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# Re: Re: Re: st: pick maximum,minimum, mode and median among scalars

 From Nick Cox To statalist@hsphsun2.harvard.edu Subject Re: Re: Re: st: pick maximum,minimum, mode and median among scalars Date Thu, 11 Aug 2011 08:41:49 +0100

```My main point about the median is not as you summarise here. But in
your particular application, because 81 is odd, the median will be
identifiable as the 41st value when sorted, and a few lines of code
will tell you which value that is.

Nick

On Thu, Aug 11, 2011 at 1:35 AM, Zhi Su <su.zh@husky.neu.edu> wrote:
> Hi, Nick,
>
>  You are right that the definition for indexes of min, max and median
> are unclear when a set of number has repeated (tied) values. In my
> case, the chace to have repreated values in a set of number is very
> slim because this set is coefficients of the same indepdendent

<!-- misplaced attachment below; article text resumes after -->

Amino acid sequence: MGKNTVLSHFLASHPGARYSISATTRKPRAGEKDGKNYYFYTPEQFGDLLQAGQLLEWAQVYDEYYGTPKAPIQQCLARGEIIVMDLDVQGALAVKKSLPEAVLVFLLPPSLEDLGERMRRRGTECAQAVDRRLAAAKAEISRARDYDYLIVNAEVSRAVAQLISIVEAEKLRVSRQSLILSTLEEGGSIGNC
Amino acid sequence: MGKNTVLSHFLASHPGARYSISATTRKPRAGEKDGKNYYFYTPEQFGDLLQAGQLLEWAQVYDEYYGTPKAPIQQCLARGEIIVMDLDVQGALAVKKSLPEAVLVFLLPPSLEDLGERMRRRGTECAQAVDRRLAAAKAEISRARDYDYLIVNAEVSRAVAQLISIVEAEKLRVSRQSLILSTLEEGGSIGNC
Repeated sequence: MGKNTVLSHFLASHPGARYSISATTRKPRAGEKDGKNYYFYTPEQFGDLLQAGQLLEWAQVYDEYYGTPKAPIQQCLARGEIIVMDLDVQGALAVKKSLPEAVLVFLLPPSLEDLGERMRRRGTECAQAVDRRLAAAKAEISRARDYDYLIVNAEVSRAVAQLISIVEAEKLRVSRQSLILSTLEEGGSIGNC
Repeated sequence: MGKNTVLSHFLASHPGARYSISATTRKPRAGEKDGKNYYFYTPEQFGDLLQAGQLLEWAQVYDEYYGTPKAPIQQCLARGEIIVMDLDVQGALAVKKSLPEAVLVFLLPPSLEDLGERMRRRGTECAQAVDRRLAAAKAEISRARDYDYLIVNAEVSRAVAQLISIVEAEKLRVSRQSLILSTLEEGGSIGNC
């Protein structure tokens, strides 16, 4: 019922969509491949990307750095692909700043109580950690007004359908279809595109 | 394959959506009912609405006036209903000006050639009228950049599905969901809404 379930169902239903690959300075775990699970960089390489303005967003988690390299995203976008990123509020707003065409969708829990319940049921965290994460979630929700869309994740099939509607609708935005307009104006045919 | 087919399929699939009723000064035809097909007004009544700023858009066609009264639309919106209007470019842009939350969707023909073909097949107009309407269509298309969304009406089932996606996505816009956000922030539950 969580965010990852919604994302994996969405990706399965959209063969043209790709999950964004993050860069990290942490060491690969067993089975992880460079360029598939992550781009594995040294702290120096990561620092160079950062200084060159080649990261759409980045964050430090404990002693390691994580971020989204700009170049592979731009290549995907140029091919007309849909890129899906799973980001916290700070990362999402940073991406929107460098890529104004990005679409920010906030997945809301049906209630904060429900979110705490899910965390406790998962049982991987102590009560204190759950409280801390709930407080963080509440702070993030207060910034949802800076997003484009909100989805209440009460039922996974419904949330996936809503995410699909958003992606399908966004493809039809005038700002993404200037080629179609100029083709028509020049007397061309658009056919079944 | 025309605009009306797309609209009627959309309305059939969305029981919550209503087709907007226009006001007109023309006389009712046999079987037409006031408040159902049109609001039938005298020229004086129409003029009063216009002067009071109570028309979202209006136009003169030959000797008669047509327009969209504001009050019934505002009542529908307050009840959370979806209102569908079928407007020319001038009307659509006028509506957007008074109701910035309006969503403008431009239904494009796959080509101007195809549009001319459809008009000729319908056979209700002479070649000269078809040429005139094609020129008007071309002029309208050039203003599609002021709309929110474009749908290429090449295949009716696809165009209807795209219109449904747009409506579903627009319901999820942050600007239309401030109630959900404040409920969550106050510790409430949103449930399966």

> variable in 81 different regression under different assumption.  When
> this set has 81 unique values (hopefully), it should be able to
> identify the median of these 81 values. I want to see what the
> assumption is when the coeficient reaches its min, median and max.
>  Thank!
>
>  Su
>
> From   Nick Cox <njcoxstata@gmail.com>
> To   statalist@hsphsun2.harvard.edu
> Subject   Re: Re: Re: st: pick maximum,minimum, mode and median among scalars
> Date   Thu, 11 Aug 2011 00:51:56 +0100
>
> --------------------------------------------------------------------------------
>
> With the most common definition of the median, as you will recall, the
> median is the average of two values  whenever the number of values is
> even. Therefore, the median is often itself _not_ one of the data
> values, and so a median index is not always defined. Within continuous
> data not too coarsely recorded, this will, I guess, happen about half
> the time. That is one good reason for the lack of a median index
> function.
>
> By the way, the concept of minimum index or maximum index is also
> problematic whenever there are ties for minimum or maximum.

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